In the summer of 2017, my beautiful daughter turned two, my husband and I were hoping and planning to add more children to our family, and I was up for a promotion at work. Life was good!
I felt a lump in my right breast and called my doctor, explaining to her on the phone that it was probably nothing, probably just a cyst, but I wanted to get it checked out before we got pregnant again. At that first appointment, she took me seriously. Her reaction scared me and I started to get nervous. She ordered a mammogram and an ultrasound, and got them scheduled that week. The radiologist who read the mammogram said it was nothing, said I was overreacting and that I didn’t have risk factors for breast cancer. The radiologist who read the ultrasound said it was nothing, said I was overreacting and that I should come back in a year if the lump was still there.
I ignored these doctors. Doctors are just people and sometimes they are wrong. I demanded a biopsy. Later that week, I was diagnosed with hormone positive invasive ductile carcinoma. Breast cancer. I was 33.
In a lot of ways, I have been lucky in this cancer journey. I am lucky that the cancer had not spread from one small tumor. I am so lucky to have a wonderful husband who not only came to all of my many chemo appointments, but bought, packed and hauled around 80 lbs of dry ice each time so that we could try to save my hair. (It only worked halfway). I am lucky that my parents, sisters, and other family members and friends were with me throughout the entire process to spend time with me, watch our daughter, do our errands, make meals for us, help in a million different ways, including my sister attending every chemo appointment and switching out my dry ice caps every 20 minutes during each one, sometimes up to 10 hours a day. I am lucky to have health insurance, and to be able to afford the deductible payments. I am lucky that I could take months off from work during chemo and then work part time for several more months, and that my coworkers covered my cases for me. I am lucky to have met some wonderful new friends who are also going through this.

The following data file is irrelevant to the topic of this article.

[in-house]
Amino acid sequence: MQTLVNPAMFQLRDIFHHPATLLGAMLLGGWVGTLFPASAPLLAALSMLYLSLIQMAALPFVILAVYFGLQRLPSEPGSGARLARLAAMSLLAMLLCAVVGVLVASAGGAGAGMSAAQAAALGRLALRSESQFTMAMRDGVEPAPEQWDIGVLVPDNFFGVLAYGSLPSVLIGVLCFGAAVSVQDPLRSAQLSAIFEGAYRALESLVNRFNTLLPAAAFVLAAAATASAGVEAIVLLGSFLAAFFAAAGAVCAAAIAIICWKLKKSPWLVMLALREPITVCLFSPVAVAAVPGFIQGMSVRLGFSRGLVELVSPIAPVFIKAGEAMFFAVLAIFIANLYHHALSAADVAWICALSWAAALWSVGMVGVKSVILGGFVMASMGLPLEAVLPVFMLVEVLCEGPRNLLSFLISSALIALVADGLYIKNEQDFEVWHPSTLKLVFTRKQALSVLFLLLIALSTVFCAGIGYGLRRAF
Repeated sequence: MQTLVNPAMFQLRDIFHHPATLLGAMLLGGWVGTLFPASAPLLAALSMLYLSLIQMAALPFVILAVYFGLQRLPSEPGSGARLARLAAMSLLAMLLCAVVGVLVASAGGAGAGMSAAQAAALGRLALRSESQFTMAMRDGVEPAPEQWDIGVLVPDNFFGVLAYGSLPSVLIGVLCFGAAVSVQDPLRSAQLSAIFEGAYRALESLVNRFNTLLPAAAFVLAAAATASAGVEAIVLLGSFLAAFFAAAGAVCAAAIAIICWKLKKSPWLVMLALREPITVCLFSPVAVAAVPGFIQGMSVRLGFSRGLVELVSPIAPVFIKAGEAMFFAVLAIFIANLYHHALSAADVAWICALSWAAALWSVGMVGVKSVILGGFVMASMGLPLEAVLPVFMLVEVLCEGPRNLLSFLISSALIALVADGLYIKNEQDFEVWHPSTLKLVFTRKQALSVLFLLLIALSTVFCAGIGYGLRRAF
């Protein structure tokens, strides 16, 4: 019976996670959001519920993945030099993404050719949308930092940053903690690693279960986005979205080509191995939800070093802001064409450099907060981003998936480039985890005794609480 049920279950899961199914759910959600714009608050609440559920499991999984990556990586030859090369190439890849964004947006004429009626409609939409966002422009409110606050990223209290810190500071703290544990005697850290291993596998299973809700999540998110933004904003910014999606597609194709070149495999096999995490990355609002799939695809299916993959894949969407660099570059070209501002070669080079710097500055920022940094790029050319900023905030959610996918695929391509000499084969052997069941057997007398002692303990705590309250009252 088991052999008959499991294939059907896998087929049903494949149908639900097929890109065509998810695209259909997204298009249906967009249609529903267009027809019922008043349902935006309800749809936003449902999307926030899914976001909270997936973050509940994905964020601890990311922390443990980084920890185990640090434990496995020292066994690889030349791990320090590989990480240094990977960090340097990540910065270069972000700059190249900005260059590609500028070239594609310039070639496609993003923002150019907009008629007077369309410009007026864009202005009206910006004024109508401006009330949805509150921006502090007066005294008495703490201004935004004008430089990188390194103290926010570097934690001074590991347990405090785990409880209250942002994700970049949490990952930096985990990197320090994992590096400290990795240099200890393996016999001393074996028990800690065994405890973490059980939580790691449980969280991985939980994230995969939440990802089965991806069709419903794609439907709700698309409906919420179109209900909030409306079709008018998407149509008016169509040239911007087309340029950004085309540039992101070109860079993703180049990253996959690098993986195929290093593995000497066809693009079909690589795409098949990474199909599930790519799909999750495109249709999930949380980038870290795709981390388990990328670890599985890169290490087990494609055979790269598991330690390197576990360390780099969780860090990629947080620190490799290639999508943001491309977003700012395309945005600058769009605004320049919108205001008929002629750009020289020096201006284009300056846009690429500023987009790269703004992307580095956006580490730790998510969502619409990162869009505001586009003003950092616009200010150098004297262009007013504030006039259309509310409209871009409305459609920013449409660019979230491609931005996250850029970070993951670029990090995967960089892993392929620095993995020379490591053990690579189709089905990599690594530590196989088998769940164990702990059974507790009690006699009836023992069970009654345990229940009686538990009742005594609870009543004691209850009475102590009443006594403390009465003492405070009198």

But you won’t hear me say something like “cancer is a gift.” It is not. It is terrible. It is hard to describe how terrible a breast cancer diagnosis is when you are my age. In the past year, I went to about 100 doctor appointments. I had to explain to my young daughter that “mommy is sick” and then cause my parents anguish when I told them I have cancer. I had to pull my daughter out of school because of how dangerously low my blood counts were, and the doctors were afraid a regular cold might kill me.
Women under 40 do not have the benefit of routine mammograms and, as you can see from my story, are often dismissed by doctors when they have physical symptoms. As a result, young women are often diagnosed with more advanced cancer. Had I listened to either radiologist, my cancer would have kept growing and spreading.
I think the worst part of a young breast cancer diagnosis is that it assaults you when you are supposed to be starting a family, having children, and spending time with your young children. Because my cancer is hormone positive, I can take medicine to help prevent it from recurring. I’m lucky to have this treatment available, and I’m grateful for it. But you cannot be pregnant on the medicine. In the next few years, I will have to decide if I want to pause my medicine – and take the risk of cancer returning during that time – to try to have more children. It is a terrible decision to have to make, and I’m not sure what my answer is.